• Las Vegas and Los Angeles are touted as an example of what communities can do. The city’s developers planned in advance. For decades, the city’s water system looked at water recycling and storage systems in the mountains as measures to take to prevent shortages. Plus, they request that people avoid outdoor watering to lower the demand on the city’s supplies during a drought.
  • Las Vegas pushes water recycling. Many of the resorts’ pools, fountains, and showers are designed to reuse water to lessen the draw on public water sources. Residential homes in Las Vegas no longer have grass. To prevent the need for watering lawns, artificial turf is used instead.
  • Melbourne, Australia, experienced a severe drought from 1997 to 2009. During part of that time, the city’s population also increased by over a million people. Water use increased by more than 10% in five years. During that time, the city added water recycling plants to try to lessen the demand for public water supplies.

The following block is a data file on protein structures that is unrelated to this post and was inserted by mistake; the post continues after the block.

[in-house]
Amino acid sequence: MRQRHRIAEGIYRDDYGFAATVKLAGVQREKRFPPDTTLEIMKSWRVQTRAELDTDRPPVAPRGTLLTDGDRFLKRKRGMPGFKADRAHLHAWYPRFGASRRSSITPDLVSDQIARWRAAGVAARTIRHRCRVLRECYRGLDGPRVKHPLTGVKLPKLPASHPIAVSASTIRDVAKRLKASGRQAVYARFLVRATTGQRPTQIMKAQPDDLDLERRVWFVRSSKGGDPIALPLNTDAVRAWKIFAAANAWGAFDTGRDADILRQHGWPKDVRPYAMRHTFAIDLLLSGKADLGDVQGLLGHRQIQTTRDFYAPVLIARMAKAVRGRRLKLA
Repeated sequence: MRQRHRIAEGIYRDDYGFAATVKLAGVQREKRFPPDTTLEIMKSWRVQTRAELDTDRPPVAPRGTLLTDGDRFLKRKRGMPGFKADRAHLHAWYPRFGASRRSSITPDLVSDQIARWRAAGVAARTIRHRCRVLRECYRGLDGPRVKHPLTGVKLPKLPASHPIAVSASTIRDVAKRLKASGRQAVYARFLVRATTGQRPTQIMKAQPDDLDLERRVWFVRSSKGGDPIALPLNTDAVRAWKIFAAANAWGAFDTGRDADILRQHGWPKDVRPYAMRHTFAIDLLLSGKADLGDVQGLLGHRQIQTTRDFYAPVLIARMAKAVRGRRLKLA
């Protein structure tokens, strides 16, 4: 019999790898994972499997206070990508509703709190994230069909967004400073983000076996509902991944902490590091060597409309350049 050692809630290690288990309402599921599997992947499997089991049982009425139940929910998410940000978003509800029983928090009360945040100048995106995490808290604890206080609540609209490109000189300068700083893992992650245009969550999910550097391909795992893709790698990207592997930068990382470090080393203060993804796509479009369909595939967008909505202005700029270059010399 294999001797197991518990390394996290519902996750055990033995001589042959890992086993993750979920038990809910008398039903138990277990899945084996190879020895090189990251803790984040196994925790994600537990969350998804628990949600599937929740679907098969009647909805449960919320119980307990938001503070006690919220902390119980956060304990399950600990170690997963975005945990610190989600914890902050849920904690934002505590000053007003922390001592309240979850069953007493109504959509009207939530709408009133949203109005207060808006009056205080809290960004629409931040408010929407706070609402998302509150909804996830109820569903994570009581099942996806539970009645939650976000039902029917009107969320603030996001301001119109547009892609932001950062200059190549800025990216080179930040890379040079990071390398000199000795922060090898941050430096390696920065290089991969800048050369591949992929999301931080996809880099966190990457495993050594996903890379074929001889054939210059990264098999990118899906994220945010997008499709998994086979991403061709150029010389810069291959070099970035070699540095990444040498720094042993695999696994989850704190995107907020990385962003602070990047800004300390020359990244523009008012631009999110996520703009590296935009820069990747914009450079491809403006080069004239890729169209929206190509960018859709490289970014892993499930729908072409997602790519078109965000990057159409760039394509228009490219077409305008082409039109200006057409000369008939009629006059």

Water recycling is the wave of the future. Some cities and districts are discovering the benefits. It’s time you did, too. It’s the best way to lower the demand on lakes, rivers, ponds, and other bodies of water. Has your industrial or agricultural business or wastewater district considered the benefits of wastewater recycling? It’s time.

What Is Wastewater Recycling?

Wastewater recycling is an act where you clean and reuse water. Any homeowner that has barrels under gutters and uses that rainwater to water vegetable gardens is recycling water. On a grander scale, a water treatment plant can clean, disinfect, and return wastewater to a community’s water supply.

Across the country, municipal water supplies draw from a lake or river, clean the water, and send it to tanks for the public water system. Residents and business owners draw from those tanks every time they flush a toilet, do the laundry, take a shower, wash dishes, etc. The average person uses 101.5 gallons of water per day. It’s a lot of water being taken from water bodies.

Take Boston, Massachusetts, and the city’s population of 696,959. In one day, the average use means more than 70 million gallons of water are used. That’s one day! By the end of a year, more than 25 billion gallons of water are pulled from municipal water sources.